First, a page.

Re: [fukuoka_farming] our brother is backwith us!
- Hi Beatrice,
Finally got rid of the thousands of viagra, debt elimination, porn
offerings, and get-rich schemes emails, so now I'm going through the 900+
FukuokaFarming messages. Saving all the links you people have been
mentioning to add to the website and making some notes on some of the
threads for later comment.
Loved the stuff on the mango seed, and while fire can be an effective tool
in vegetation management I would hesitate to recommend it to anyone who has
not done it before. There have been a lot of homes lost over the years to
escaped controlled burns. I've used it and may use it this fall, but then
I've been trained to do it and have some experience with it. I also admit to
having a LOT of fun doing it as well.
Getting the rest of Emilia's and Alex Weir's stuff up on the website is a
high priority. Would love to add profiles of some of the new people on the
list to the projects section. And if anyone has any other neat ideas I'm
totally open to seeing what can be done to increase the value of the
information on the website.
Again, I apologize for not seeing the addressing problem sooner. I'd like to
blame it all on the great drugs I got for the back stuff, but that would not
be fair to my doctor. I should have been periodically checking the site to
make sure it was available.
One thought that kept coming to me while I watched the weeds take over my
yard is that I don't belive Fukuoka's methods will work unless you first
break the growing cycle of what is already growing there. Planting a cover
crop to smother weeds does not seem to work unless you somehow nuke the
weeds hard enough to give the cover crop seeds a fighting chance. The three
methods for doing this that come to mind are cultivation, fire, and a deep,
smothering mulch of some sort. And a problem with the deep mulch is that it
will suppress what's there, but forms a great place for all the airborne
weed seeds to find a home. So you end up with weeds the next season anyway.
Personally I'm thinking of fire next month, but then I'm still not thinking
all that clearly yet (but getting back to the computer sure seems to be
- Ah! Larry! Isn't being greeted with such warmth truly heartwarming?
*g* We are all glad you are back with us.
On the weeds thing.......Larry......do yourself a favor and see what
weeds are growing first..before you try to erradicate them with any
method. It has been something I have worked with this year a bit. I
have found that weeds may not be the enemy. It is known that the
weeds will bring up nutrients beyond the intended plants' reach for
one thing. I had weeds I left around my strawberries and grapes, for
instance. They were thriving. My dh pulled them one day to be ever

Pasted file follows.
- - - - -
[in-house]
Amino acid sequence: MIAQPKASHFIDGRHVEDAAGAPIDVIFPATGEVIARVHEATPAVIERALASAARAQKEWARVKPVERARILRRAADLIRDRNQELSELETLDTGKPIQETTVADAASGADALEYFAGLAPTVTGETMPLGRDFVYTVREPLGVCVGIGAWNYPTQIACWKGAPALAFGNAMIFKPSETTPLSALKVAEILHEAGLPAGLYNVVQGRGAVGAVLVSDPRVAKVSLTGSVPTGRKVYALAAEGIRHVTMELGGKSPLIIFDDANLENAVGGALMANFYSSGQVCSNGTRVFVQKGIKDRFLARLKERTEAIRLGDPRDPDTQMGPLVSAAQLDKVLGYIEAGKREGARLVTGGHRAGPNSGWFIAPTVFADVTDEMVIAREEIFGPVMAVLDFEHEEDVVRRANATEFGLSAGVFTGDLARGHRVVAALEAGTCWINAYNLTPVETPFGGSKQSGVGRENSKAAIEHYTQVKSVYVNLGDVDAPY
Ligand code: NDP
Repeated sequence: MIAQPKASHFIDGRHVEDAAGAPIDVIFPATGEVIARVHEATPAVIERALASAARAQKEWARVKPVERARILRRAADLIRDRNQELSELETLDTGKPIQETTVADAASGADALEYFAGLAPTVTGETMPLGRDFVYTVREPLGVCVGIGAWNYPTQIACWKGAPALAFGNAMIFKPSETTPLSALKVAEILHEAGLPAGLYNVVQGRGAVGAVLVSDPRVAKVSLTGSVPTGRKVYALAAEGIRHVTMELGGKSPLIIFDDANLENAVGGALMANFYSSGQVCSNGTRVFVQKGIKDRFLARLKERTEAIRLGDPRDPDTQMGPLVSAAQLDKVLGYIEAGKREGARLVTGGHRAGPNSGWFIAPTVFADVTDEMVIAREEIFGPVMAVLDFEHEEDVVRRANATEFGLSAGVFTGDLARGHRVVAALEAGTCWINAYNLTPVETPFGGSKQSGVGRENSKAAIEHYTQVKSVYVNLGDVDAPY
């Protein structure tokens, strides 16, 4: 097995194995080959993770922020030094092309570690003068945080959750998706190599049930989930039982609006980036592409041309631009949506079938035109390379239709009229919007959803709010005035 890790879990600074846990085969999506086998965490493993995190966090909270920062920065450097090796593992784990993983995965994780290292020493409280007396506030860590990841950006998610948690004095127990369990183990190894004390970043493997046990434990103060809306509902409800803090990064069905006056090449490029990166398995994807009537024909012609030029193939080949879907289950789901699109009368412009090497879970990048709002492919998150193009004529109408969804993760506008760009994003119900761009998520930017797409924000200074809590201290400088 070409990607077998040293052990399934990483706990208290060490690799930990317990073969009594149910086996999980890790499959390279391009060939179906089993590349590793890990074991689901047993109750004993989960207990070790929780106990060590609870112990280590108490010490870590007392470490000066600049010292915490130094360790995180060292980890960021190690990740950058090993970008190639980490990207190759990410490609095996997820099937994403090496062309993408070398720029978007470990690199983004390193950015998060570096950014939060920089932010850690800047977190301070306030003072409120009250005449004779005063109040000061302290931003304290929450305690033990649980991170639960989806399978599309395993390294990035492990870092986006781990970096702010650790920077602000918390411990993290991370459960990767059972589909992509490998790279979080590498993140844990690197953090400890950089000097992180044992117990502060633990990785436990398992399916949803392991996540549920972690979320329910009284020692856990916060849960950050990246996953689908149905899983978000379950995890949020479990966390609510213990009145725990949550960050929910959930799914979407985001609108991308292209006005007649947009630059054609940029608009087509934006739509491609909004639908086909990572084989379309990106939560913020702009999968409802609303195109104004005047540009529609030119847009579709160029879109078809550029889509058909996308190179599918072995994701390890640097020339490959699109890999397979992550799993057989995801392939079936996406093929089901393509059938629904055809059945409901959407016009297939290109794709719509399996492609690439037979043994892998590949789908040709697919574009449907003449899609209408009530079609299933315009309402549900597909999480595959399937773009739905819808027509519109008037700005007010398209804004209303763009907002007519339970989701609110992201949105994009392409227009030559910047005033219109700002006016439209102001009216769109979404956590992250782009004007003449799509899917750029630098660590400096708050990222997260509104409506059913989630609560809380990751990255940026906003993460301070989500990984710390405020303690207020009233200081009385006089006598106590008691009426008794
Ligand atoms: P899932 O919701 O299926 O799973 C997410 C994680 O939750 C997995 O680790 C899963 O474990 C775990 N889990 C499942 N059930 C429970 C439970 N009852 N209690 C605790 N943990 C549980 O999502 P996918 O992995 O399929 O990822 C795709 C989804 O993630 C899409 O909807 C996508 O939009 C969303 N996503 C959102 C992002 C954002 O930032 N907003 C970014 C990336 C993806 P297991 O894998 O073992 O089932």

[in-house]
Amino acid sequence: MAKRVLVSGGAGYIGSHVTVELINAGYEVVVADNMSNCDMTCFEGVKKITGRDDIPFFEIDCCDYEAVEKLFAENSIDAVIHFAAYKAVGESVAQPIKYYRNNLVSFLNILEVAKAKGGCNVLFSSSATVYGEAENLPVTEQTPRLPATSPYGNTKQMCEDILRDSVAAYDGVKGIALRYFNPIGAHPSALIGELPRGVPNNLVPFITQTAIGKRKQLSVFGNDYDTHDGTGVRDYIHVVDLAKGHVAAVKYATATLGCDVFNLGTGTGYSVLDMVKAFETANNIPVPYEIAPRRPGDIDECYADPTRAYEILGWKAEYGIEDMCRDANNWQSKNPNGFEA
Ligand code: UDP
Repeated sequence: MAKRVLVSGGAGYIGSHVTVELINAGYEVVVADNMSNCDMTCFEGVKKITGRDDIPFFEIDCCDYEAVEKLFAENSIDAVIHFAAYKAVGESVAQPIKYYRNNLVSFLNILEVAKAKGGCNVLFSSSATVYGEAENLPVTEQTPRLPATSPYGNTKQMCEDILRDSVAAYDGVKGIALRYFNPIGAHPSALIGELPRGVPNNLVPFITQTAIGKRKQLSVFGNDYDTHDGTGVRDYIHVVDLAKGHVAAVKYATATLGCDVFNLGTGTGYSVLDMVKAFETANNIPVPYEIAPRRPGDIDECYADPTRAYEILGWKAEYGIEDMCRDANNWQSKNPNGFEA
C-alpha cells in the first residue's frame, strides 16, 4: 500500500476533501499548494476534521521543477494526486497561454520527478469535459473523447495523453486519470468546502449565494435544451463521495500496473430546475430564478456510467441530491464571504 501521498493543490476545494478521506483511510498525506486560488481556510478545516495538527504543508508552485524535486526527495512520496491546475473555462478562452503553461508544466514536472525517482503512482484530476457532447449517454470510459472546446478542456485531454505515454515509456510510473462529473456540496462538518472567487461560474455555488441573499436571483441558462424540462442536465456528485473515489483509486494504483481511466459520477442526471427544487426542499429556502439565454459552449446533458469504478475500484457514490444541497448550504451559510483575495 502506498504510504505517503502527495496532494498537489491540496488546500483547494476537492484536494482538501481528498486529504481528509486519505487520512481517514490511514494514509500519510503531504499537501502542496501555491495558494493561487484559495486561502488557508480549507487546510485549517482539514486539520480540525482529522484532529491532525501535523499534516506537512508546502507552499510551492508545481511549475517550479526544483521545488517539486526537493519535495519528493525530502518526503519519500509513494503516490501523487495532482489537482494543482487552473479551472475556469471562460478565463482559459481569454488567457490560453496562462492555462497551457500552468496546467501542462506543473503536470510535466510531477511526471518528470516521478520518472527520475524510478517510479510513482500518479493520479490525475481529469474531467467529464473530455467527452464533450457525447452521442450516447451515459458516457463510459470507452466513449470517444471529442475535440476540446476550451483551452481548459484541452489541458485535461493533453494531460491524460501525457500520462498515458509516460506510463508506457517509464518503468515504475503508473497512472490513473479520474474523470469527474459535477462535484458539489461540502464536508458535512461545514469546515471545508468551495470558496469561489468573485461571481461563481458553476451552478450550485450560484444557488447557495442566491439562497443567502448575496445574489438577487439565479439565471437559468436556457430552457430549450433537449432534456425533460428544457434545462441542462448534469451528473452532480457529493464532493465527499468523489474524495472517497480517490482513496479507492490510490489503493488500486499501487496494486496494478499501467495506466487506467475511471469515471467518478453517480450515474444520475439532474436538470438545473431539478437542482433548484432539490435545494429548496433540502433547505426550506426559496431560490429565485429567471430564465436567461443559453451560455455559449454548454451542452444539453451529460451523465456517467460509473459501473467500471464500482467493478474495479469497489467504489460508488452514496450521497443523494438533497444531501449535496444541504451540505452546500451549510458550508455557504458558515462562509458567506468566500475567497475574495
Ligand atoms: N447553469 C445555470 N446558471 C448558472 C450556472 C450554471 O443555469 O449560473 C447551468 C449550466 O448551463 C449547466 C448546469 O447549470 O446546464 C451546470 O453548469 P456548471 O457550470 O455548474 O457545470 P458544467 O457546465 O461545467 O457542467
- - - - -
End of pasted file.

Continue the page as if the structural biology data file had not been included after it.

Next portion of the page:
so helpful. The plants stopped thriving. I allowed new weeds to
take their place...and the strawberries and grapes began to thrive
I do realize that some weeds are allelopathic....and can cause other
problems as well. I suspect that we often shoot ourselves in the
foot when we pull them...or in any way remove them from our gardens.
Thinking about Nature's gardens.....Nature doesn't pull weeds, but
allows them to live in tandem with the other plants. I seriously
doubt Nature considers any plants weeds.
I don't know the names of all the weeds I left growing. Going to
work on identifying them soon. I need to find someone to teach me.
Trying to learn them all from books and online is proving confusing.
I do think this may be an important element in successfully growing
Fukuoka's way.....or any other.
- Hi Gloria,
> Ah! Larry! Isn't being greeted with such warmth truly heartwarming?Yes it is, and it sure beats the heck out of getting stoned to death for
letting the website become temporarily inaccessible.
Actually, I've made peace with the weeds. All of them. I was just wishing
there were more edible things out there as well - tomatoes, melons, squash,
I've decided on what I'll do in areas where I want to suppress the weeds in
order to grow the less aggressive vegetables. I'm just going to cut the
grass/weeds short in that area and then cover the entire area with a thick
layer of straw. Wet the straw to start it on its way to decomposing, do a
little localized turning through the winter as the more ambitious plants
push through the straw (lift the straw mulch so the plants are pulled back
through it, and then lay the mulch layer back on top of those weeds to cover
them and make them expend more energy trying to poke through the mulch
layer.) Come spring I'll just plant right into the area, probably with a
combination of transplants (my greenhouse will no longer be a chicken coop
by then) and some direct seeding. Not even going to dig paths between the
"beds", just mark them somehow to keep from walking on the planting areas.
I've got two prime areas I'm thinking about doing this to. One is the area
where I wanted to put the raised beds this year. Completely overrun with a
wide variety of plants, none of them tender vegetables. The other area is
where the chicken tractor has been moving over. Great crop of white clover
with most of the other weeds except dandelions completely knocked down.
Seriously chicken manured. Probably prime area for putting in a traditional
vegetable garden next spring. Maybe I'll move the chicken tractors to the
area that was supposed to be raised beds and use the birds to weed/fertilize
it through the winter and next year, then rotate the areas each year.
This is getting very interesting. No tilling, no heavy back-breaking labor,
no added inputs other than chicken feed (which gives us a lot of eggs,
chickens fresh and in the freezer, and new chicks in the spring to keep the
cycle going.) Biggest danger is those very dangerous sacks of chicken feed
(it was one of those )(^*#!%*^% that caused me to tear the back muscles in
the first place).